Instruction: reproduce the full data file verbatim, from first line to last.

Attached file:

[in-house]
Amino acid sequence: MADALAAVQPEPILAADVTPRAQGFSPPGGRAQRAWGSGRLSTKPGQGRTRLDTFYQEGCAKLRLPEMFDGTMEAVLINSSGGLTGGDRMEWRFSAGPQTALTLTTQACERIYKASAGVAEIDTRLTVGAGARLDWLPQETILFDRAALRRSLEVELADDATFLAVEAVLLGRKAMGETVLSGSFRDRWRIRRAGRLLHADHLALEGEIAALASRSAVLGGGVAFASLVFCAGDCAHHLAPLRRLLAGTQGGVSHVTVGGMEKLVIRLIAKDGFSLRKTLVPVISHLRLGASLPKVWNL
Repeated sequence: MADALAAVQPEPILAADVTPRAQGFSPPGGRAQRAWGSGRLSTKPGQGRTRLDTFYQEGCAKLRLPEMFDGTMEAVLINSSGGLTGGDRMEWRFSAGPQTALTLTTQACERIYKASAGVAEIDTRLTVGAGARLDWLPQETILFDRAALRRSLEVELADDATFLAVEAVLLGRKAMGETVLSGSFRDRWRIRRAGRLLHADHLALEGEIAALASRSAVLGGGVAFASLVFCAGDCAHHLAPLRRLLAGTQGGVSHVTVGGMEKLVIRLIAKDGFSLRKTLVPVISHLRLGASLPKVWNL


[in-house]
Amino acid sequence: MADALAAVQPEPILAADVTPRAQGFSPPGGRAQRAWGSGRLSTKPGQGRTRLDTFYQEGCAKLRLPEMFDGTMEAVLINSSGGLTGGDRMEWRFSAGPQTALTLTTQACERIYKASAGVAEIDTRLTVGAGARLDWLPQETILFDRAALRRSLEVELADDATFLAVEAVLLGRKAMGETVLSGSFRDRWRIRRAGRLLHADHLALEGEIAALASRSAVLGGGVAFASLVFCAGDCAHHLAPLRRLLAGTQGGVSHVTVGGMEKLVIRLIAKDGFSLRKTLVPVISHLRLGASLPKVWNL
Repeated sequence: MADALAAVQPEPILAADVTPRAQGFSPPGGRAQRAWGSGRLSTKPGQGRTRLDTFYQEGCAKLRLPEMFDGTMEAVLINSSGGLTGGDRMEWRFSAGPQTALTLTTQACERIYKASAGVAEIDTRLTVGAGARLDWLPQETILFDRAALRRSLEVELADDATFLAVEAVLLGRKAMGETVLSGSFRDRWRIRRAGRLLHADHLALEGEIAALASRSAVLGGGVAFASLVFCAGDCAHHLAPLRRLLAGTQGGVSHVTVGGMEKLVIRLIAKDGFSLRKTLVPVISHLRLGASLPKVWNL